When will Luton Town leave Kenilworth Road? New stadium plans and current Luton ground capacity explained

All eyes are on Luton Town and Kenilworth Road as they host West Ham United in their Premier League home opener after stadium upgrades

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All eyes will be on Kenilworth Road this evening as the Premier League comes to town for the first time in the stadium’s history when Luton Town welcome West Ham United.

The ground was of course due to host fellow newly-promoted side Burnley last month but that fixture had to be postponed as the Hatters finalised improvements to the stadium to meet Premier League requirements.

Even before a ball has been kicked at Kenilworth Road, the ground has gained somewhat of a cult interest from football fans fascinated by the prospect of top flight football at a venue with capacity that has been increased to around 11,500 spectators.

The club has spent around £13 million on rebuilding the Bobbers Stand for the new season, with supporters getting a first look at the new construction during the 3-2 win over Gillingham in the Carabao Cup on Tuesday. Come Friday evening and the eyes of thousands in person, as well as millions more across the globe, will land on Kenilworth Road in what is set to be a night for the history books.

However, Luton and Premier League fans shouldn’t get too attached to Kenilworth Road with the club planning to build a new stadium at Power Court. The new ground is expected to be completed in 2026 having first been granted planning permission back in January 2019.

Spades in the ground have been held up by the Covid pandemic and other complications but earlier this year Hatters CEO Gary Sweet confirmed that ‘progress’ was being made - although promotion to Premier League wouldn’t ‘accelerate’ any plans.

A statement on Town’s official website said: “In preparation for its submission of the detailed planning application due to be submitted during the close season, the club’s development arm, 2020 Developments, is delighted to release new imagery of the planned new stadium at Power Court in the heart of Luton’s town centre.

“Subject to a consented detailed planning application, acting as the centrepiece of a regeneration of a 20-acre site adjacent to Luton Railway Station, the Power Court site already benefits from outline planning consent and the club has now completed land assembly for the whole site with the demolition of the last few buildings.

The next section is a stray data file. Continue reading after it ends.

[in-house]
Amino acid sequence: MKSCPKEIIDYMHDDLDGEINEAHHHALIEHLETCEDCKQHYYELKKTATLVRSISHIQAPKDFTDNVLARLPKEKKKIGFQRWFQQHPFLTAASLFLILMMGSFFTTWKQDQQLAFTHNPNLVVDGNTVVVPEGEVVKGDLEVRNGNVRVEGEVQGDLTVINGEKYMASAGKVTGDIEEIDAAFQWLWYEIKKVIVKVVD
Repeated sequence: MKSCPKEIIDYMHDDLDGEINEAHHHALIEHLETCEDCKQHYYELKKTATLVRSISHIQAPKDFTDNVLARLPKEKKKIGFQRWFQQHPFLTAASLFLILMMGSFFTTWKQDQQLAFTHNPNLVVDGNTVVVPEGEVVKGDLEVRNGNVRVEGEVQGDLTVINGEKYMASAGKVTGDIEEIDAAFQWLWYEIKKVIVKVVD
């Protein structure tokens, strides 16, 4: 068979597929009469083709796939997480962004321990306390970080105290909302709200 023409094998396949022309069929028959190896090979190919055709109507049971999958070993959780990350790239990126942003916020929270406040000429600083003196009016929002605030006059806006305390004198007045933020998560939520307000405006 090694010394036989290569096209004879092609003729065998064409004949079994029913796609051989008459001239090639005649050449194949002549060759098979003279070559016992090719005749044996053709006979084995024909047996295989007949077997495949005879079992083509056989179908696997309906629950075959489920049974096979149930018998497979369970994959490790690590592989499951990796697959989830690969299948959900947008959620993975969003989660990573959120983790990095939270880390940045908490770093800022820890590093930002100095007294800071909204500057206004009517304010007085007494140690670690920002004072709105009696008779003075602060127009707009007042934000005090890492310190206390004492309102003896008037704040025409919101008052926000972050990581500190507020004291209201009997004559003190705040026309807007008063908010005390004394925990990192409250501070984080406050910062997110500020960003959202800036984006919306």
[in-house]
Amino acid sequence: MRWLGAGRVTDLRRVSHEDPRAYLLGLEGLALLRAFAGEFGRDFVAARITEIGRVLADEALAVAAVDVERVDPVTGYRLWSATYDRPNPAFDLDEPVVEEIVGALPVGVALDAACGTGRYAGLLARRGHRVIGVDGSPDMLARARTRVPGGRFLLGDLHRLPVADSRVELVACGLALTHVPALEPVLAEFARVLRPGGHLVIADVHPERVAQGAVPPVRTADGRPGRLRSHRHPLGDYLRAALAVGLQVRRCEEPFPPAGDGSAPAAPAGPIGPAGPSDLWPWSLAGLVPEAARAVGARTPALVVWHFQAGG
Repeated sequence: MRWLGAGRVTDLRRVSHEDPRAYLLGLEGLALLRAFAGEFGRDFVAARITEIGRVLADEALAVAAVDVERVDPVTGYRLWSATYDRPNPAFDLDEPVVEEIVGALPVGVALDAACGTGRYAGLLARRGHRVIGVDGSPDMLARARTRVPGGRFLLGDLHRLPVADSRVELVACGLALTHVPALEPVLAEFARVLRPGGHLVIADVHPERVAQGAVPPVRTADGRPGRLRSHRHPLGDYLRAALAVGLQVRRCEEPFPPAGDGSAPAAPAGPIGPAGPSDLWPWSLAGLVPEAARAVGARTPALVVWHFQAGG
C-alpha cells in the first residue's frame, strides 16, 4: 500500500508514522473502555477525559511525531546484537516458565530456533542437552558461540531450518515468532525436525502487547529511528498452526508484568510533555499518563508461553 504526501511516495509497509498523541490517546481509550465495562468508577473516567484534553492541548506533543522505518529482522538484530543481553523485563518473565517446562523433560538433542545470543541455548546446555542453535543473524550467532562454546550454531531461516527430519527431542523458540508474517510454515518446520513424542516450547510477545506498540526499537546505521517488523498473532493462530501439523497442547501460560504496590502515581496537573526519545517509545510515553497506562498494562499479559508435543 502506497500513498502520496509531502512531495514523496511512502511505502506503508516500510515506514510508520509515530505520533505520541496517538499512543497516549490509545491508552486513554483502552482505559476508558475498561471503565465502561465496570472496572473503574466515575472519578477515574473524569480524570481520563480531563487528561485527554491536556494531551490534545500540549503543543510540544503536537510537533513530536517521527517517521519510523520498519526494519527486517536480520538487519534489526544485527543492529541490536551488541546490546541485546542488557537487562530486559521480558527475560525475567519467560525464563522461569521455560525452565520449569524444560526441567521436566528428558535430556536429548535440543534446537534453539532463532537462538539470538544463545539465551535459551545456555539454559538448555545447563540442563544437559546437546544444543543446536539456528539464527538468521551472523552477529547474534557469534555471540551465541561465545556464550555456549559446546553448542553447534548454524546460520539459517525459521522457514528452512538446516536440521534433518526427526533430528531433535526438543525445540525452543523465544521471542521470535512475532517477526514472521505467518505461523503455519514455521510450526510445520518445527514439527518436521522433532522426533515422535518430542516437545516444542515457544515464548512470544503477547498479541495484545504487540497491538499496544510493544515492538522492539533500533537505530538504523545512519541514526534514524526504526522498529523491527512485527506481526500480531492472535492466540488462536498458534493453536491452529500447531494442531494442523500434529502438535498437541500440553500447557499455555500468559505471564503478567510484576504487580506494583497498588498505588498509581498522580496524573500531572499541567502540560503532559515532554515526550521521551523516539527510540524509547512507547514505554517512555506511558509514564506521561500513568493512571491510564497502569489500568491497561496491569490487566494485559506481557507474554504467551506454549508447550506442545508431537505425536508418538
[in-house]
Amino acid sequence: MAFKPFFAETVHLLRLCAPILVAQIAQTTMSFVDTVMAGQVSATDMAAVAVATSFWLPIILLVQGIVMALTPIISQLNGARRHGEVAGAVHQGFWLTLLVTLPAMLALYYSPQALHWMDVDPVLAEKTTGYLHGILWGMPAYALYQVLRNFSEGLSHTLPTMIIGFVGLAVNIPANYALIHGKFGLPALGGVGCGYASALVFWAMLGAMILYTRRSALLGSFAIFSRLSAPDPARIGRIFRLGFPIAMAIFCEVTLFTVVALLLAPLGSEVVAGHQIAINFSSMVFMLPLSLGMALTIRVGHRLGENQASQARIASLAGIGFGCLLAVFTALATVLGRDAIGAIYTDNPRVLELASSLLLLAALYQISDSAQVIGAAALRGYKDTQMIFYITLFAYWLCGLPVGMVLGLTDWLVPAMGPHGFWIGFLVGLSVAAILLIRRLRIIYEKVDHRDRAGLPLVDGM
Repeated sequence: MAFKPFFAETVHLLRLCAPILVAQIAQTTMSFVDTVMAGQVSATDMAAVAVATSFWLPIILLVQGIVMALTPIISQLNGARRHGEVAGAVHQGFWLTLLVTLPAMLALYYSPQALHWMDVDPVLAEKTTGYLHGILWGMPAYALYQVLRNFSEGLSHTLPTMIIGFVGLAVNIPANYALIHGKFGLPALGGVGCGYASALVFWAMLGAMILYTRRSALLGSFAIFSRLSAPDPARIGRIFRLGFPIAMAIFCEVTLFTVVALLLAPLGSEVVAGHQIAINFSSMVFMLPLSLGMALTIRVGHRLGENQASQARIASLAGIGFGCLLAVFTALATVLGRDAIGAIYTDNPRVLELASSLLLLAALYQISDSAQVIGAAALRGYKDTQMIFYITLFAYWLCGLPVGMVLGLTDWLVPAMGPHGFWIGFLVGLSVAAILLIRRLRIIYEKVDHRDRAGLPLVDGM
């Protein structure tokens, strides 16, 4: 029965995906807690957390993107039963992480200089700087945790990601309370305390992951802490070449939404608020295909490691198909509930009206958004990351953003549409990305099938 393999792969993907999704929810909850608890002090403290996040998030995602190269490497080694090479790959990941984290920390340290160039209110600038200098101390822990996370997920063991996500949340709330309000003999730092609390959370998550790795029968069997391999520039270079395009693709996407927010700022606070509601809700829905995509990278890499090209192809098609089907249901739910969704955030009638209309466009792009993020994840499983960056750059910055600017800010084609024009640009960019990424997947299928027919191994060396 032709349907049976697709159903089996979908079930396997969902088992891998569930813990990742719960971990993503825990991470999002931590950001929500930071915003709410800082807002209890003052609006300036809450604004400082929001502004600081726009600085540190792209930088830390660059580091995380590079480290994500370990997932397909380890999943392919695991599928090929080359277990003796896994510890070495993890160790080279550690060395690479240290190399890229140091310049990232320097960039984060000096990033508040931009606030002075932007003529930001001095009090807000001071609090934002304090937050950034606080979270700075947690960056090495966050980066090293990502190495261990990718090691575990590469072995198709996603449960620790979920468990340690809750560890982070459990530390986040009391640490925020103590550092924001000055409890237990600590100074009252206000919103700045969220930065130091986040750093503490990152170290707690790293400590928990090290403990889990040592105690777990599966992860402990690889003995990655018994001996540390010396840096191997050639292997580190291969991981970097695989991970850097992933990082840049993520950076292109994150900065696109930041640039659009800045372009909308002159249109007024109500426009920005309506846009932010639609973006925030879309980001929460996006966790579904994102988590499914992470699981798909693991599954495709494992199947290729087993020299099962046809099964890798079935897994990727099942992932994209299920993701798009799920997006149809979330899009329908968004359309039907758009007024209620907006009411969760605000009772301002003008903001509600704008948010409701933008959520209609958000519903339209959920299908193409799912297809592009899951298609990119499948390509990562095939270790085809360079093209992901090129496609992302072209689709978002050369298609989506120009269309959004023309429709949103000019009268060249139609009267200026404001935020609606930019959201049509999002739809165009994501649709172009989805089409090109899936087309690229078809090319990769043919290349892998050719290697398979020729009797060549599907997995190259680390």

“Over recent months, attention has been focused on relocating the existing primary sub-station in the middle of the site, detailing ground conditions and opening up the River Lea. However, now the sub-station project is progressing it is anticipated that groundworks for the new stadium should begin by the turn of the year with the construction period for the stadium itself estimated at around 24-30 months.

Construction continues at the stadium prior to kick-off.Construction continues at the stadium prior to kick-off.
Construction continues at the stadium prior to kick-off.

"The images shown represent Power Court Stadium in its first phase of development at a capacity of 19,500, which will include around a third as safe-standing. A second phase will see another 4,000 seats or standing seats added, which can be developed as demand dictates without too much disruptive upheaval. Further technical details will be released as the application is submitted and put in the public domain.”

While the exciting new plans mark another new dawn for Luton Town in the near future, Sweet was quick to reassure supporters that the 'core characteristics' of Kenilworth Road would be captured in the new stadium. These are laid out to be 'atmospheric, so intimate and so special'.

Sweet continued: "This season, perhaps more than any other, has demonstrated the incredible relationship we all have with The Kenny and that has been the driving force behind our design work. We know everyone is desperate for the new stadium to open – as are we!

"It’s clearly a hugely complicated project but the main aim has always been to maintain the architectural quality and to deliver a stadium that replicates an essential, unique character we are all so familiar with but also fit and ready to grace the Premier League stage.”